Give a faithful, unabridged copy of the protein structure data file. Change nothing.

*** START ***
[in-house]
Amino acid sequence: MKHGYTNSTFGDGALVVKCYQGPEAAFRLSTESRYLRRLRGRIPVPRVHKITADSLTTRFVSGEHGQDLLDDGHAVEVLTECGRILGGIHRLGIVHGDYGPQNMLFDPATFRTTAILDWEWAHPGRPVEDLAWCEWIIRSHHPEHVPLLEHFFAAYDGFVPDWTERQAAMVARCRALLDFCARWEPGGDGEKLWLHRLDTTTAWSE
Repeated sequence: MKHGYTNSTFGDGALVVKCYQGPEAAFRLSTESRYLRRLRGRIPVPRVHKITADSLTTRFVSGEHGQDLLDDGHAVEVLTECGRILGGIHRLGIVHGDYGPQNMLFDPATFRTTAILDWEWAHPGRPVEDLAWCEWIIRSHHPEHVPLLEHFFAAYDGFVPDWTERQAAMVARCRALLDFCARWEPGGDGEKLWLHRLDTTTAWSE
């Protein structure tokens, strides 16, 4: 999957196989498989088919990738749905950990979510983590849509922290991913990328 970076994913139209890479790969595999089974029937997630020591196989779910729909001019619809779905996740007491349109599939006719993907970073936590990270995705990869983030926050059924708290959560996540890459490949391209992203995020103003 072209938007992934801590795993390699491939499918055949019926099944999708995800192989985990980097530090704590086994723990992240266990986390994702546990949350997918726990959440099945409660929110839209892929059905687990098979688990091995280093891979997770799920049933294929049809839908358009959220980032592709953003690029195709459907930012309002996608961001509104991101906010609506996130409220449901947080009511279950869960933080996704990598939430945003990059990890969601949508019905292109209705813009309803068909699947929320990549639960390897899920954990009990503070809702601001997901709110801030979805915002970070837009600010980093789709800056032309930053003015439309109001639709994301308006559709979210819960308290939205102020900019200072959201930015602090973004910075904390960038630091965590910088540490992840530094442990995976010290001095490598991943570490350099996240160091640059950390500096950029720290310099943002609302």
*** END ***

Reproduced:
[in-house]
Amino acid sequence: MKHGYTNSTFGDGALVVKCYQGPEAAFRLSTESRYLRRLRGRIPVPRVHKITADSLTTRFVSGEHGQDLLDDGHAVEVLTECGRILGGIHRLGIVHGDYGPQNMLFDPATFRTTAILDWEWAHPGRPVEDLAWCEWIIRSHHPEHVPLLEHFFAAYDGFVPDWTERQAAMVARCRALLDFCARWEPGGDGEKLWLHRLDTTTAWSE
Repeated sequence: MKHGYTNSTFGDGALVVKCYQGPEAAFRLSTESRYLRRLRGRIPVPRVHKITADSLTTRFVSGEHGQDLLDDGHAVEVLTECGRILGGIHRLGIVHGDYGPQNMLFDPATFRTTAILDWEWAHPGRPVEDLAWCEWIIRSHHPEHVPLLEHFFAAYDGFVPDWTERQAAMVARCRALLDFCARWEPGGDGEKLWLHRLDTTTAWSE
């Protein structure tokens, strides 16, 4: 999957196989498989088919990738749905950990979510983590849509922290991913990328 970076994913139209890479790969595999089974029937997630020591196989779910729909001019619809779905996740007491349109599939006719993907970073936590990270995705990869983030926050059924708290959560996540890459490949391209992203995020103003 072209938007992934801590795993390699491939499918055949019926099944999708995800192989985990980097530090704590086994723990992240266990986390994702546990949350997918726990959440099945409660929110839209892929059905687990098979688990091995280093891979997770799920049933294929049809839908358009959220980032592709953003690029195709459907930012309002996608961001509104991101906010609506996130409220449901947080009511279950869960933080996704990598939430945003990059990890969601949508019905292109209705813009309803068909699947929320990549639960390897899920954990009990503070809702601001997901709110801030979805915002970070837009600010980093789709800056032309930053003015439309109001639709994301308006559709979210819960308290939205102020900019200072959201930015602090973004910075904390960038630091965590910088540490992840530094442990995976010290001095490598991943570490350099996240160091640059950390500096950029720290310099943002609302």